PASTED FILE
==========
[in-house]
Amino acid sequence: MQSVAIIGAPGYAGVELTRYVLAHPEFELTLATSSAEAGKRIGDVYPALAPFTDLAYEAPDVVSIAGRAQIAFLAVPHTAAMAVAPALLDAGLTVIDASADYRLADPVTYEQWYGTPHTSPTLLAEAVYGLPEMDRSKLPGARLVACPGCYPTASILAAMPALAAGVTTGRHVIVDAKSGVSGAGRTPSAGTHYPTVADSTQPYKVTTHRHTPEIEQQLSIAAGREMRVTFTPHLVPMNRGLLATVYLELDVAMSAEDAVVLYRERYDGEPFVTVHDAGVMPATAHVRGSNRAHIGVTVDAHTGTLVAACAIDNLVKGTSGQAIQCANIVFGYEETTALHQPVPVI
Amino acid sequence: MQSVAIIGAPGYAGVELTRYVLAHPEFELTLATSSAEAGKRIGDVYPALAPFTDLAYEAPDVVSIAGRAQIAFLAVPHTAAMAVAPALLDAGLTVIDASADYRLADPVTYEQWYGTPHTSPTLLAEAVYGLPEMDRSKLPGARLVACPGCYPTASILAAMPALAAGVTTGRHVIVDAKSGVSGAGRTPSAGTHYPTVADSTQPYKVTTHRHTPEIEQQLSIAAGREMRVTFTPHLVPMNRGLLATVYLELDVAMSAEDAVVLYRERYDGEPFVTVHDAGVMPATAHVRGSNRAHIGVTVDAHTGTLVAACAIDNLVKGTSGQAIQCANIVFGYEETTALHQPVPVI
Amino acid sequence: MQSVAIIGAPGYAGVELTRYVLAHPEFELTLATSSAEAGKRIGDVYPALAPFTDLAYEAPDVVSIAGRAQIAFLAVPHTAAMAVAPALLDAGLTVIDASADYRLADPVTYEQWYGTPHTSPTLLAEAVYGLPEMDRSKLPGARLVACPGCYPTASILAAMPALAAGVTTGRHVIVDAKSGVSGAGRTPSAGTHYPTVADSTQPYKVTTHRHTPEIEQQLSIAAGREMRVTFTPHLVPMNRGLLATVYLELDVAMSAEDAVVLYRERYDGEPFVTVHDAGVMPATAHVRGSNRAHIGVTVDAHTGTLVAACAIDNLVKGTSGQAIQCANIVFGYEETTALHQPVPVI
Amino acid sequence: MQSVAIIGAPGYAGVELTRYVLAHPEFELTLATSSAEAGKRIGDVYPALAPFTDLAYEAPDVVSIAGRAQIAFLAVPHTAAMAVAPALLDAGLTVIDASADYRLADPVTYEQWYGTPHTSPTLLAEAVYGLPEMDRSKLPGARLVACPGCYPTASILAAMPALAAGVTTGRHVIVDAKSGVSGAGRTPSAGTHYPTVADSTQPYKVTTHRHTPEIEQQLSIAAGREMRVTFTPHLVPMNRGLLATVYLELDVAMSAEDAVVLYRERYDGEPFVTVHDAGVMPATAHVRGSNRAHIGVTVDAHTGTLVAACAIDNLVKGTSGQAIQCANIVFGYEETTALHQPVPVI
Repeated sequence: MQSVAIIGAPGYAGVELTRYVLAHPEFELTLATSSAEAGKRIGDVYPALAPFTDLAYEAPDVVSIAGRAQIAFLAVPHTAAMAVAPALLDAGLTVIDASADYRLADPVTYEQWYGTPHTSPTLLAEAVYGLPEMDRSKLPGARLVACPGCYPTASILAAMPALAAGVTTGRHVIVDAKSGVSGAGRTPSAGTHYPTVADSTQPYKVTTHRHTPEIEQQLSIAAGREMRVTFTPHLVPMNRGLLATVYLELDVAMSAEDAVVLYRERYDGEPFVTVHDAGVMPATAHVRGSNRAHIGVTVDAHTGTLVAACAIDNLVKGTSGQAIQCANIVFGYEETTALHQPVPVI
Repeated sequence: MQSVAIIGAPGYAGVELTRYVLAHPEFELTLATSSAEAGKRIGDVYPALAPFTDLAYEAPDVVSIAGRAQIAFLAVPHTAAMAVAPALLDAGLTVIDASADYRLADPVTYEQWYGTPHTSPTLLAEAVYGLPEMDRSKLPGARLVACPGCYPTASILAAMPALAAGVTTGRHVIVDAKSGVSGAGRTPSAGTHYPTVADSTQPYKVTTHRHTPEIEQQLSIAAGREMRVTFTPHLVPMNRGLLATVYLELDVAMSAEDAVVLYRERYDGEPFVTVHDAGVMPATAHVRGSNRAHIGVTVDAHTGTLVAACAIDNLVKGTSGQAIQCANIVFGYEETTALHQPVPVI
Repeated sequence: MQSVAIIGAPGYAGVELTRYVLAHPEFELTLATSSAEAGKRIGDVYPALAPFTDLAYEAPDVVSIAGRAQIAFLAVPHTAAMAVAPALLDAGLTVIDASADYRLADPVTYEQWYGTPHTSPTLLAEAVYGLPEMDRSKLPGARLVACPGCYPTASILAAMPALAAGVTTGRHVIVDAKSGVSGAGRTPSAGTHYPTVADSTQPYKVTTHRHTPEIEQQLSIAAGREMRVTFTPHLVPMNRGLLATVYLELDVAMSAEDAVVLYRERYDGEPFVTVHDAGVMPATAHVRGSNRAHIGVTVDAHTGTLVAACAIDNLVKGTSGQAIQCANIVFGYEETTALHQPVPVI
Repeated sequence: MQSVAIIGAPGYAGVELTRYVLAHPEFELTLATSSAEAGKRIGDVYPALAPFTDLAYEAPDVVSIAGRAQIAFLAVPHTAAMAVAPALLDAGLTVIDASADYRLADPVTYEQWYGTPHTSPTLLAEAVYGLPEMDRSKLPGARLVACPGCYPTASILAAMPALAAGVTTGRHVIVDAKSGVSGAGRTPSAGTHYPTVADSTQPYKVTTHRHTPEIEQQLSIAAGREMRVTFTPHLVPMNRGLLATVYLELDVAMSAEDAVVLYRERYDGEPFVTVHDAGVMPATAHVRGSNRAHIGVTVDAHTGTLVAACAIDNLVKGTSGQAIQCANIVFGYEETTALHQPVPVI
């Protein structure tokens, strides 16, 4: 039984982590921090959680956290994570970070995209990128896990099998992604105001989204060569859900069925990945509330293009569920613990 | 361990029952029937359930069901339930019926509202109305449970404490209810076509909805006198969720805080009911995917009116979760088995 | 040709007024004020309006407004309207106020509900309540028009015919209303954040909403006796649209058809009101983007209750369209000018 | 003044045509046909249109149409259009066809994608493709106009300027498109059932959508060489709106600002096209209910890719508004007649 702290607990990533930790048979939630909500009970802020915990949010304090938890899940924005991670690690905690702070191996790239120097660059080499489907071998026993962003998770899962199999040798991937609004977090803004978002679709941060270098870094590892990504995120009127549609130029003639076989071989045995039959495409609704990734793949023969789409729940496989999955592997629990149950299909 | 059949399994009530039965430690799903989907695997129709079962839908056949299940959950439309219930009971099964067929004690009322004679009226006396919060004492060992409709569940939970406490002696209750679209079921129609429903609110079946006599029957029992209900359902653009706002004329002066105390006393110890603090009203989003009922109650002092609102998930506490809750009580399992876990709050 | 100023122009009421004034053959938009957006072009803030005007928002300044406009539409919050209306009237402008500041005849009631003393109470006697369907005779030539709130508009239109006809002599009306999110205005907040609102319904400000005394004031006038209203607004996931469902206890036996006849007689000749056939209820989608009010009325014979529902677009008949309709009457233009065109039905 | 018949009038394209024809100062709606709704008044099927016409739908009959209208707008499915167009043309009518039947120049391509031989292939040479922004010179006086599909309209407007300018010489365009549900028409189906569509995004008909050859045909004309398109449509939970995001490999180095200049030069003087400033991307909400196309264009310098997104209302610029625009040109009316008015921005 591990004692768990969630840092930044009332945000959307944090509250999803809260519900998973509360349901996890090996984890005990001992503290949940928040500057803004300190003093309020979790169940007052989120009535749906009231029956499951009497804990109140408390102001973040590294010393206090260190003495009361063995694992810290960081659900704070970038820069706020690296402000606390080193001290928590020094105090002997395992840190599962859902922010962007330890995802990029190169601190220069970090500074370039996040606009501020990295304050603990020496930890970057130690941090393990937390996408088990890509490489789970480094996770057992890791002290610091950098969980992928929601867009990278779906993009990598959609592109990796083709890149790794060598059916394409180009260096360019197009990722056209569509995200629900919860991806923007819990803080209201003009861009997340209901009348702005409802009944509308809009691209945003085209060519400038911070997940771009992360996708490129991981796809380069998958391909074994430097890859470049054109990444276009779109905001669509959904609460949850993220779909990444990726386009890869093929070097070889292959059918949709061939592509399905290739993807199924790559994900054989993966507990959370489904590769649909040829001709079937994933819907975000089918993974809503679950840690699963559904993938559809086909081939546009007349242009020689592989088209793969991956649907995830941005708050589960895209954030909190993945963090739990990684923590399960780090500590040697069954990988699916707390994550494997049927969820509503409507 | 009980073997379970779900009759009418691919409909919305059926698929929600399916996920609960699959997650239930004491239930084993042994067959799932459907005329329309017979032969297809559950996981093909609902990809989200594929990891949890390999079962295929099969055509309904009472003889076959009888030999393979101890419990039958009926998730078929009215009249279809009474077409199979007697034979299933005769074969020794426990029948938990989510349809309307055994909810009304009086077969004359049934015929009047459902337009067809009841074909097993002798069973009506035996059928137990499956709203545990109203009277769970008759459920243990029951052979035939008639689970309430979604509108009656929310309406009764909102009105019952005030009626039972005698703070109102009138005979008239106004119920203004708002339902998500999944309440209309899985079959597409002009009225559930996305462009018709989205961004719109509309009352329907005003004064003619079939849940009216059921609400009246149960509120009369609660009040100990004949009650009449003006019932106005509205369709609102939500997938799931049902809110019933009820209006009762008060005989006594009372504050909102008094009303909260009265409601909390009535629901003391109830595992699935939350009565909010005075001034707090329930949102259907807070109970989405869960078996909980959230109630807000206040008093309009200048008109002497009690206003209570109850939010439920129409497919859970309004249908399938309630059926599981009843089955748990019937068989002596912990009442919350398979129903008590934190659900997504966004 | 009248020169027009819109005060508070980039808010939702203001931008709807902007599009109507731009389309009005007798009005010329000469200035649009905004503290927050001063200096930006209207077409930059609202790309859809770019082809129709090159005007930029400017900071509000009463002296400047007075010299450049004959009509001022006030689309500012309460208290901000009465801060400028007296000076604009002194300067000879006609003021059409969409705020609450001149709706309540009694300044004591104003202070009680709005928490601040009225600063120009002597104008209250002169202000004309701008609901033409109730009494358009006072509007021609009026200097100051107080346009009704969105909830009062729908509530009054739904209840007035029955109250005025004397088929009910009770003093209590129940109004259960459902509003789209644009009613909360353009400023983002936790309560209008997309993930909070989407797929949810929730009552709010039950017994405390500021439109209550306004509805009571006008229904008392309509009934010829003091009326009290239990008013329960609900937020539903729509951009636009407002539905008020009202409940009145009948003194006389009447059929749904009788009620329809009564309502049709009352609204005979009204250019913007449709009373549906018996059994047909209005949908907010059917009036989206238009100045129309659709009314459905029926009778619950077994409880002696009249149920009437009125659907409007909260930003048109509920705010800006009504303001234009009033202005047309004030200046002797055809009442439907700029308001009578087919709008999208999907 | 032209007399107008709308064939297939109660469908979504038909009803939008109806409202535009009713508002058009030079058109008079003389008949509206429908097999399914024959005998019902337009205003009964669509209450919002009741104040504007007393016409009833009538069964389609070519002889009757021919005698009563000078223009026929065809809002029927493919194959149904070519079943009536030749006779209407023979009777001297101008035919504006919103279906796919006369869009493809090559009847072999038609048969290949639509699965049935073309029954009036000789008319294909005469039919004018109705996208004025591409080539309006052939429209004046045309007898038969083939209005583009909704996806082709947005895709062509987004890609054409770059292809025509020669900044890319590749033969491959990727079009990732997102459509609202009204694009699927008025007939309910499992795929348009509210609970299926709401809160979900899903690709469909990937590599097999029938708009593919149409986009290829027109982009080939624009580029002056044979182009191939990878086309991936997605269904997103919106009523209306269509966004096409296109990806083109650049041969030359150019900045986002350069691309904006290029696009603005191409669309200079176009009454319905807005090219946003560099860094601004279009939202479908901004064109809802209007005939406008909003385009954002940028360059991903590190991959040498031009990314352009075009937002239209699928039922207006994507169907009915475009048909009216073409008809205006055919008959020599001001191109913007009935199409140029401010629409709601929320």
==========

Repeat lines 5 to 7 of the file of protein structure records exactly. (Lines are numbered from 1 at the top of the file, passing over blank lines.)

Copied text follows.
Amino acid sequence: MQSVAIIGAPGYAGVELTRYVLAHPEFELTLATSSAEAGKRIGDVYPALAPFTDLAYEAPDVVSIAGRAQIAFLAVPHTAAMAVAPALLDAGLTVIDASADYRLADPVTYEQWYGTPHTSPTLLAEAVYGLPEMDRSKLPGARLVACPGCYPTASILAAMPALAAGVTTGRHVIVDAKSGVSGAGRTPSAGTHYPTVADSTQPYKVTTHRHTPEIEQQLSIAAGREMRVTFTPHLVPMNRGLLATVYLELDVAMSAEDAVVLYRERYDGEPFVTVHDAGVMPATAHVRGSNRAHIGVTVDAHTGTLVAACAIDNLVKGTSGQAIQCANIVFGYEETTALHQPVPVI
Repeated sequence: MQSVAIIGAPGYAGVELTRYVLAHPEFELTLATSSAEAGKRIGDVYPALAPFTDLAYEAPDVVSIAGRAQIAFLAVPHTAAMAVAPALLDAGLTVIDASADYRLADPVTYEQWYGTPHTSPTLLAEAVYGLPEMDRSKLPGARLVACPGCYPTASILAAMPALAAGVTTGRHVIVDAKSGVSGAGRTPSAGTHYPTVADSTQPYKVTTHRHTPEIEQQLSIAAGREMRVTFTPHLVPMNRGLLATVYLELDVAMSAEDAVVLYRERYDGEPFVTVHDAGVMPATAHVRGSNRAHIGVTVDAHTGTLVAACAIDNLVKGTSGQAIQCANIVFGYEETTALHQPVPVI
Repeated sequence: MQSVAIIGAPGYAGVELTRYVLAHPEFELTLATSSAEAGKRIGDVYPALAPFTDLAYEAPDVVSIAGRAQIAFLAVPHTAAMAVAPALLDAGLTVIDASADYRLADPVTYEQWYGTPHTSPTLLAEAVYGLPEMDRSKLPGARLVACPGCYPTASILAAMPALAAGVTTGRHVIVDAKSGVSGAGRTPSAGTHYPTVADSTQPYKVTTHRHTPEIEQQLSIAAGREMRVTFTPHLVPMNRGLLATVYLELDVAMSAEDAVVLYRERYDGEPFVTVHDAGVMPATAHVRGSNRAHIGVTVDAHTGTLVAACAIDNLVKGTSGQAIQCANIVFGYEETTALHQPVPVI